Setting Ministry Boundaries

Setting Ministry Boundaries August 28, 2012

Lesson One:

She was referred by a friend to Star Light Ministries. She was desperate for help. Her daughter was stripping in a local club, and she didn’t know what to do. We talked some about the club, about the work her daughter was doing. And we talked about ways for her to stay connected to her daughter. I also invited the mother to give her daughter my phone number.

Her daughter never called. I eventually met her in the club where she was working. She was standoffish, at best. Then it dawned on me.

I could not minister to both the family and loved ones of sex workers and still minister to sex workers. It’s a matter of trust.

Lesson Two:

He called me one afternoon. He was an attorney. He had become friends with a young woman who was stripping in a club, and he wanted to have me meet with her. He wanted to find some resources to help her get out of sex work, and perhaps into college. He thought that she really wanted to do something different.

I told him that I don’t work with friends and family, that I only work with sex workers. He could feel free to give her my number, but that I couldn’t help him process what was up with her.

She never called.

People seek help when they are ready to be helped and to make changes. No amount of others seeking help for them makes a difference. It’s just a waste of time.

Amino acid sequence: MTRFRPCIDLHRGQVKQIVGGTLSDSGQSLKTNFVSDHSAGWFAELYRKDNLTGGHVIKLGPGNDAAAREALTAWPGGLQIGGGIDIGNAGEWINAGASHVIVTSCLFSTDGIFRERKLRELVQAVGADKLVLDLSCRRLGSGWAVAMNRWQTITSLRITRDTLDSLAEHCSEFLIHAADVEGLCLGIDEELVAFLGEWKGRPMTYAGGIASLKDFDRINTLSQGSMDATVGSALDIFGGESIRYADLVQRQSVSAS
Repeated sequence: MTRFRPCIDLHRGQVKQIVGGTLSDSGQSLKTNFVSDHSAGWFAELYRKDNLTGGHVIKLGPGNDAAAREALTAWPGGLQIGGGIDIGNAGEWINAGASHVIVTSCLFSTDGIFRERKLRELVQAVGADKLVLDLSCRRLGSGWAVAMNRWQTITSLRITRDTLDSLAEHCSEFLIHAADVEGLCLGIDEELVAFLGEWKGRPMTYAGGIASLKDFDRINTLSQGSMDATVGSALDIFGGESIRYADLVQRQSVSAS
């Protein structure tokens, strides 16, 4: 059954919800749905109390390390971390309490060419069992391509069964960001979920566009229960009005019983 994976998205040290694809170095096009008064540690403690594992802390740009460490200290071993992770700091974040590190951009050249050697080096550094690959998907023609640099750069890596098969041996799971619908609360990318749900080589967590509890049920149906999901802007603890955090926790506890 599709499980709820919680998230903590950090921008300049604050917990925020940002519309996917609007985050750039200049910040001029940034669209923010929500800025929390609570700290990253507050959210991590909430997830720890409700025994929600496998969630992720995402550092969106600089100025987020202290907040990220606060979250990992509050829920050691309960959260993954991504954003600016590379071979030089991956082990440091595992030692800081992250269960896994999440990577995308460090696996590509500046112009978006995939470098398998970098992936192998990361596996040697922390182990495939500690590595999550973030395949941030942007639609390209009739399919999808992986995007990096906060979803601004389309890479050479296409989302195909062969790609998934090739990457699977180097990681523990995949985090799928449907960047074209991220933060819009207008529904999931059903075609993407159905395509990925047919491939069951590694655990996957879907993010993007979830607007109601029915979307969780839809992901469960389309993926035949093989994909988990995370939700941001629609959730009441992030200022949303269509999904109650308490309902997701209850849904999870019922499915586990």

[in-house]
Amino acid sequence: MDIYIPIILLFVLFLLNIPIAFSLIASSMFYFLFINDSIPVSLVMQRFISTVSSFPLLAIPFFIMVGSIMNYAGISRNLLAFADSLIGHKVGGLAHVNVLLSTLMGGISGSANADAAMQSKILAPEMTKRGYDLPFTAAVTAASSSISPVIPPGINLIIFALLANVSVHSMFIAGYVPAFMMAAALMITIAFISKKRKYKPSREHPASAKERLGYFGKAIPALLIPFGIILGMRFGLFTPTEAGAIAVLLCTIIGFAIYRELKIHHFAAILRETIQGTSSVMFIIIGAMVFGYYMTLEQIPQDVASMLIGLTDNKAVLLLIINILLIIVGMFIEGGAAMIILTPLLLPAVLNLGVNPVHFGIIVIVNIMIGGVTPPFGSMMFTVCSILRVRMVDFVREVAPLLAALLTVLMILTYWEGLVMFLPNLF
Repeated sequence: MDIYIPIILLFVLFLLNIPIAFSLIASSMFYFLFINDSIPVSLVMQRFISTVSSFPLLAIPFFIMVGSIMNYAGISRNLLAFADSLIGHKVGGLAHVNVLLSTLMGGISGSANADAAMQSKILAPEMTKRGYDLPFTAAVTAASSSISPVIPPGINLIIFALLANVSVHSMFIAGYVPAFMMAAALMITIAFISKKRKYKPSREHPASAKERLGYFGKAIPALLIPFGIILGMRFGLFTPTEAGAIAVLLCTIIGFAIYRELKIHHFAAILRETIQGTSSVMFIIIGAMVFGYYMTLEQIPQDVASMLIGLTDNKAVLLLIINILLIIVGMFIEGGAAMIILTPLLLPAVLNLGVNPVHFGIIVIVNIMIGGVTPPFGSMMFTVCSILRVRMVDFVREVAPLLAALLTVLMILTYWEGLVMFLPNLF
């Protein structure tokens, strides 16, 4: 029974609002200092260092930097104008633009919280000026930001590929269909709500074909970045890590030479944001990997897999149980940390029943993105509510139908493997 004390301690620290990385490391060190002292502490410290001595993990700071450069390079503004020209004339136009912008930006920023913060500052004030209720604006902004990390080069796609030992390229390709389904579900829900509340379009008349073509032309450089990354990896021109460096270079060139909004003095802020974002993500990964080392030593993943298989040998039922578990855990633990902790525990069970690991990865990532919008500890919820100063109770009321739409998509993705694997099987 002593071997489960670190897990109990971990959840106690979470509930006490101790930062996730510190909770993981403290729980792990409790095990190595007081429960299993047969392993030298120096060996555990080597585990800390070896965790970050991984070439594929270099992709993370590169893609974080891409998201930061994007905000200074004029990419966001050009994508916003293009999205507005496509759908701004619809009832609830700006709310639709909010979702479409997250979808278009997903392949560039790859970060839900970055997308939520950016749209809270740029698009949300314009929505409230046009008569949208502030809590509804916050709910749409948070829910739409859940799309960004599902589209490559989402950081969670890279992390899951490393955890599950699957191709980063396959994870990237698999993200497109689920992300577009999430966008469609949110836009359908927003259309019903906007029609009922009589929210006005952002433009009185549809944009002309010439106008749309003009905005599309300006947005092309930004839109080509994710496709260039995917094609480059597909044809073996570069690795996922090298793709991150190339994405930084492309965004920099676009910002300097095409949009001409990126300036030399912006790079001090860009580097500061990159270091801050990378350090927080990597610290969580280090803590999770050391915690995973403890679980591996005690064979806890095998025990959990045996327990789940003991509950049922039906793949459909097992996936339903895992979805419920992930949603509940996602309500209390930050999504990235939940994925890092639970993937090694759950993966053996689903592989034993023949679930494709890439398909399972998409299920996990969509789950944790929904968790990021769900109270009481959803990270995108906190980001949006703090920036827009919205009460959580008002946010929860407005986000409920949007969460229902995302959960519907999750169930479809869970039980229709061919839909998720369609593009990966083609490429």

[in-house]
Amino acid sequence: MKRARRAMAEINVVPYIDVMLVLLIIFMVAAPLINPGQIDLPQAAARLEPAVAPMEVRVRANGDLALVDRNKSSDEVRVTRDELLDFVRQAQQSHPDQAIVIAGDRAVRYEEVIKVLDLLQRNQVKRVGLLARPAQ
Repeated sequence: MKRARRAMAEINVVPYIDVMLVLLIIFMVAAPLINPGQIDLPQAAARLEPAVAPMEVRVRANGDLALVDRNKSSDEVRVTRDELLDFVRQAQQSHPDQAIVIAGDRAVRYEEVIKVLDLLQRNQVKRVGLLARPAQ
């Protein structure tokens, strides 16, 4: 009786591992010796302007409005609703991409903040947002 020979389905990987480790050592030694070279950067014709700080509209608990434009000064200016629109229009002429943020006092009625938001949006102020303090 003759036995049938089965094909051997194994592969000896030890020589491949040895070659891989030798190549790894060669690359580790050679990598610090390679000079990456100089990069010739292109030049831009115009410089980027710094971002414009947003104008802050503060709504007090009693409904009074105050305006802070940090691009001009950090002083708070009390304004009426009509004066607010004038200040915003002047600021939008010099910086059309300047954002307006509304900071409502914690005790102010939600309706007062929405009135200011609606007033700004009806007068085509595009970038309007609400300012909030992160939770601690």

Lesson Three:

She came to Star Light’s events with her friend. Her friend engaged with us at every turn, making it clear that she wanted accompaniment, that she was looking for new options. But this young woman only came with her friend. She didn’t come if her friend didn’t come, and she didn’t engage outside of our classes. She wasn’t looking for new options. She was being dragged to Star Light stuff.

I spent a lot of energy engaging her. I took her to lunch. I drove her where she needed to go. But she accepted it all with disdain. She wasn’t really interested in a relationship.

Building relationships requires a lot of energy. It’s important that the energy used be used effectively.

It’s the same amount of energy to work with someone who wants accompaniment as it is to work with someone who doesn’t want it. It can be fruitful with someone who wants it, but it can be a big waste of energy with someone who doesn’t. Use your energy wisely.

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